Managing DB Systems

This topic explains how to launch, start, stop, terminate, scale, manage licenses for, and check the status of a Bare Metal and Virtual Machine DB System, and set up DNS for a 1-node or 2-node RAC DB System.

When you launch a DB System using the Console, the API, or the CLI, the system is provisioned to support Oracle databases and an initial database is created based on the options you provide and some default options described later in this topic.

Required IAM Policy

To use Oracle Cloud Infrastructure, you must be given the required type of access in a policyA document in the IAM that specifies who has what type of access to your resources. It is used in different ways: to mean an individual statement written in the policy language; to mean a collection of statements in a single, named "policy" document (which has an Oracle Cloud ID (OCID) assigned to it); and to mean the overall body of policies your organization uses to control access to resources. written by an administrator, whether you're using the Console or the REST API with an SDK, CLI, or other tool. If you try to perform an action and get a message that you don’t have permission or are unauthorized, confirm with your administrator the type of access you've been granted and which compartmentA collection of related resources that can be accessed only by certain groups that have been given permission by an administrator in your organization. you should work in.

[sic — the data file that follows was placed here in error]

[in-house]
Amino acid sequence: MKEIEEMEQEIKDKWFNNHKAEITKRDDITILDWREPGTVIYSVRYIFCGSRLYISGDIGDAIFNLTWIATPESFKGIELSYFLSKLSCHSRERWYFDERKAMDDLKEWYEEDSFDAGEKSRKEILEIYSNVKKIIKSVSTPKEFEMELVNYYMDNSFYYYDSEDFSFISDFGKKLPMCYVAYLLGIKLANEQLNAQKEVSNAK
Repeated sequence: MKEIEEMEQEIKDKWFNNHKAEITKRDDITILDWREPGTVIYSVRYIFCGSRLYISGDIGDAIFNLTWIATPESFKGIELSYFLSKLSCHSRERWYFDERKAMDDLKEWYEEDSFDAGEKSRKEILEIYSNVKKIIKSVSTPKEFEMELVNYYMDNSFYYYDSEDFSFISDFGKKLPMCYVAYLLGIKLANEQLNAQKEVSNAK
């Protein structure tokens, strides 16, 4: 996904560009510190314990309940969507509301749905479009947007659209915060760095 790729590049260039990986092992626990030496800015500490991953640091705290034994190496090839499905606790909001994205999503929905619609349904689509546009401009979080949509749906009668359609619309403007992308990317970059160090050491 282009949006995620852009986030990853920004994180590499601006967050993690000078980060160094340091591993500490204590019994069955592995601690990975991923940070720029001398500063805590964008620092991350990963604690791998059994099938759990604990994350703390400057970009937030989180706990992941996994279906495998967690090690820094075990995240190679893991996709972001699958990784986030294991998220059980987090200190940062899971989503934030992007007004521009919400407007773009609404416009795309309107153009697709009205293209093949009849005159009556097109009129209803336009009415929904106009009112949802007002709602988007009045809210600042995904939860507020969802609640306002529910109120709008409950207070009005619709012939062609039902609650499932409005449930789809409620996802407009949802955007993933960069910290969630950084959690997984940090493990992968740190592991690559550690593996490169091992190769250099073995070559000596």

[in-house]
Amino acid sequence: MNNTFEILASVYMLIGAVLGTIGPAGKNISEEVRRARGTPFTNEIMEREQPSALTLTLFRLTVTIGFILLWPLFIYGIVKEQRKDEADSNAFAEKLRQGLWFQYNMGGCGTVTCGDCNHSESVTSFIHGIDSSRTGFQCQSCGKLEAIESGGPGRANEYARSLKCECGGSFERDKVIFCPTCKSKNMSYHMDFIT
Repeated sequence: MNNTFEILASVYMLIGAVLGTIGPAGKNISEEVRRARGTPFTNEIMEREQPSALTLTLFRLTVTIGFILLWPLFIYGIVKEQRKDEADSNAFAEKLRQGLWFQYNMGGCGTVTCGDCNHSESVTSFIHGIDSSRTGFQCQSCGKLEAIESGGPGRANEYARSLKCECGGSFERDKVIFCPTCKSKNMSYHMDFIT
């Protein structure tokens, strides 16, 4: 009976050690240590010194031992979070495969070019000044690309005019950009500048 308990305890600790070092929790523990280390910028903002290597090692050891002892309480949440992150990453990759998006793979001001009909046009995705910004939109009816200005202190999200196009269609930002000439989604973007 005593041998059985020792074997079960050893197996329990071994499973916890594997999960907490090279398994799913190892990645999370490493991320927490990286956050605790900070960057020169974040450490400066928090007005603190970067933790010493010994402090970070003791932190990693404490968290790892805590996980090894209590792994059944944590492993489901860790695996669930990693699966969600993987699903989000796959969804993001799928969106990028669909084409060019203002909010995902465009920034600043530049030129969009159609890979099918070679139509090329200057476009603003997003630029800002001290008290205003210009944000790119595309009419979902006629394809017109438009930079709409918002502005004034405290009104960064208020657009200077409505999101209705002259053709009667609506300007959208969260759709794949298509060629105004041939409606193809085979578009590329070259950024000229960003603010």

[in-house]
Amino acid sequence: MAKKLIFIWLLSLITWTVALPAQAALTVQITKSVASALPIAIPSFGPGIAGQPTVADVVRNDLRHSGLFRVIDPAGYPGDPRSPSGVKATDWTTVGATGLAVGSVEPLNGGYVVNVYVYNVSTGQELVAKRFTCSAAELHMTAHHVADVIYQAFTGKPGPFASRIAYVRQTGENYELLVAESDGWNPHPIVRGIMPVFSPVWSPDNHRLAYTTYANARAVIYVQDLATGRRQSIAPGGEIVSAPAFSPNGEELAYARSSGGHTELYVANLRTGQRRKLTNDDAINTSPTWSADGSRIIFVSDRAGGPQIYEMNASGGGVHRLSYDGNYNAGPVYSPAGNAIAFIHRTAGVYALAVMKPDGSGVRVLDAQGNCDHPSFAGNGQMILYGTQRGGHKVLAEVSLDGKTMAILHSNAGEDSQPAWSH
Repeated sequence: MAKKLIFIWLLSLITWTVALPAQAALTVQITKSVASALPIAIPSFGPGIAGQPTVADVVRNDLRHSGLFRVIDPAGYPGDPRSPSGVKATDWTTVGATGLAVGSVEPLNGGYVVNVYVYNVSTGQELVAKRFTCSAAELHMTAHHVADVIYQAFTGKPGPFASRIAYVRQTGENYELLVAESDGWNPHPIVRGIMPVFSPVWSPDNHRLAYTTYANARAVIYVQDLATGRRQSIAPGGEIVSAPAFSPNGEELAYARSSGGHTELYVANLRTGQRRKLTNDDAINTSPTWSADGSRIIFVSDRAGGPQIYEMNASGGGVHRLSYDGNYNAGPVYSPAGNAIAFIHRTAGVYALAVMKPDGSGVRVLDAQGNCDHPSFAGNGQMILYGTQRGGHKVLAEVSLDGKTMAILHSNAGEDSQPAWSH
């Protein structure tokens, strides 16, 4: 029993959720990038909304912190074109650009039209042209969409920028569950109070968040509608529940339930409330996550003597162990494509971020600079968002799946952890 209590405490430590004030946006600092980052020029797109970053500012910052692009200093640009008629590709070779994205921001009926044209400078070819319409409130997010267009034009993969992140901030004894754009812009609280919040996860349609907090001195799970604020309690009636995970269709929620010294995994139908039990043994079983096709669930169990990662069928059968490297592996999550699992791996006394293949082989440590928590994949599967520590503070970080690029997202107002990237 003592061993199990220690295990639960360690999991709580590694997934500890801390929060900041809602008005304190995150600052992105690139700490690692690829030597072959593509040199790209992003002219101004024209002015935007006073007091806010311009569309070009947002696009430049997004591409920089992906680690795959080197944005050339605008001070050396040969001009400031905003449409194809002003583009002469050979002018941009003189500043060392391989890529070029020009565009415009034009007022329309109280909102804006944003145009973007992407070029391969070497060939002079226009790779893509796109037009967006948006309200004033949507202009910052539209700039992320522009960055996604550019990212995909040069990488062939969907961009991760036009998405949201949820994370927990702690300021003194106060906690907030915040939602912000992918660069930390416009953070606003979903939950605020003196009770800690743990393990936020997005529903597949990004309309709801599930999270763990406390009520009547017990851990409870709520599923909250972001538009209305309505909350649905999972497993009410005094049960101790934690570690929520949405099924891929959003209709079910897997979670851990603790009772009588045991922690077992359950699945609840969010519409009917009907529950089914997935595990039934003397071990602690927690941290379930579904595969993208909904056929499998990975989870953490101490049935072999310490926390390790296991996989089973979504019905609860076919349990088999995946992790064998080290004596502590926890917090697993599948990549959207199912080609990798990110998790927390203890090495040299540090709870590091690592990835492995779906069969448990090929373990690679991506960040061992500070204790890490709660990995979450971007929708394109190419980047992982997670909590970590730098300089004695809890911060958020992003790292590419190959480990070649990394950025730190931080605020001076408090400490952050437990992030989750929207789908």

For administrators: The policy in Let database admins manage database systems lets the specified group do everything with databases and related Database resources.